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Irina Maximova
Irina Maximova

Posted on • Updated on

Continuous integration for a CPaaS for voice, video & messaging

Hey, devs! Long time no see! Today I’m going to tell you about VoxEngine CI – a new tool to work with Voximplant apps, scenarios, and rules.

I hope you will find this interesting even if you don’t have a Voximplant account yet. Especially if you are a continuous integration fan :)

VoxEngine CI aims to help you manage Voximplant applications, rules, and scenarios from your own environment using @voximplant/apiclient-nodejs under the hood. With it, you can switch to local development and use your favorite tools and version control systems. If you already have those favorites, it would be nice to connect them with Voximplant by means of VoxEngine CI.

We also prepared CI/CD templates for GitLab and GitHub. They will help you set up processes for uploading your code to the Voximplant platform.

So let’s begin!


  • Voximplant account, you can create one here
  • Service account (we will create it together)
  • Node.js >= 11
  • Happy mood (optional, any mood is welcome)

Here I assume that you created a Voximplant account on the main page by yourself and are ready to move to the second step.

Now and later, you can also follow a small tutorial showing how to create a Voximplant cloud app to get an idea of what Voximplant is.

Create a service account

To work with VoxEngine CI, you need a JSON file with your credentials. Go to the Service accounts section of the Voximplant control panel and generate the file there. Choose the Developer role, it suits today’s tutorial best.

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Configure CI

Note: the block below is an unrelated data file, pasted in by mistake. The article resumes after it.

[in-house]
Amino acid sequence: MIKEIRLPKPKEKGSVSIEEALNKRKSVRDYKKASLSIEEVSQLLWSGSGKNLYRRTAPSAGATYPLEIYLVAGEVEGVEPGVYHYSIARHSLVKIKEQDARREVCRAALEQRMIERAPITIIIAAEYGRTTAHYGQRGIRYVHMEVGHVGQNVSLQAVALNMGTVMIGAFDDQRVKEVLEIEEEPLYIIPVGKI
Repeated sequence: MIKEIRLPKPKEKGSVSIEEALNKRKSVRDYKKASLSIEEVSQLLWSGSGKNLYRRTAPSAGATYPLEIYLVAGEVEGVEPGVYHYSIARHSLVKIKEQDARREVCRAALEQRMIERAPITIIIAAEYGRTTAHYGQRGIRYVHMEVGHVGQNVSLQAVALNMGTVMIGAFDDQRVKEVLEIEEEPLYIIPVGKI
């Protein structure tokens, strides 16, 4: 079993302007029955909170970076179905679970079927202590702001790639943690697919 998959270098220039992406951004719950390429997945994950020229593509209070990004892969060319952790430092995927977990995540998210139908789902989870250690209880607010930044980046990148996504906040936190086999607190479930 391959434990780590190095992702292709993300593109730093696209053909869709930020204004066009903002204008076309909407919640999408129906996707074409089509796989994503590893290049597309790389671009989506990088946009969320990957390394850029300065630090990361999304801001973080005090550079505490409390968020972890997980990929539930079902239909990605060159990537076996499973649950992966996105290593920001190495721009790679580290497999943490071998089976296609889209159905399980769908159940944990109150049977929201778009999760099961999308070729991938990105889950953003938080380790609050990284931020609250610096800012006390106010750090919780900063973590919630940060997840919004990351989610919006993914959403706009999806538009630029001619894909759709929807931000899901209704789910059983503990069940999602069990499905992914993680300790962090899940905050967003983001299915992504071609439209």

1. To install VoxEngine CI, run the following command from your project folder (create the project first if you do not have it yet) in the Terminal:
    npm i @voximplant/voxengine-ci

  2. Create a .env file in the project root directory and add environment-specific variables to specify the name and location of the JSON file with your account credentials and the folder with files that will be downloaded from your account in the next step:

  3. Initialize the project. This command downloads all files and metadata from your Voximplant account. When all the files are downloaded, you can modify them and upload them back to the platform.
    npx voxengine-ci init

Create apps, scenarios, and rules with CI

It doesn’t matter whether you already have some apps, scenarios, and rules in your account or not. You can either create or just modify them with VoxEngine CI.

While using VoxEngine CI, please don’t rename or delete existing apps, scenarios, and rules; just create new ones, otherwise consistency will be affected.
If you truly need to rename or delete something, do it from the platform and run npx voxengine-ci init --force after to make your local and remote (platform) versions consistent.


Here you need to create an application.config.json file in the /path/to/the/voxengine_ci_source_files_directory/applications/ directory (account name is your Voximplant username), where /path/to/the/voxengine_ci_source_files_directory is created with the npx voxengine-ci init command.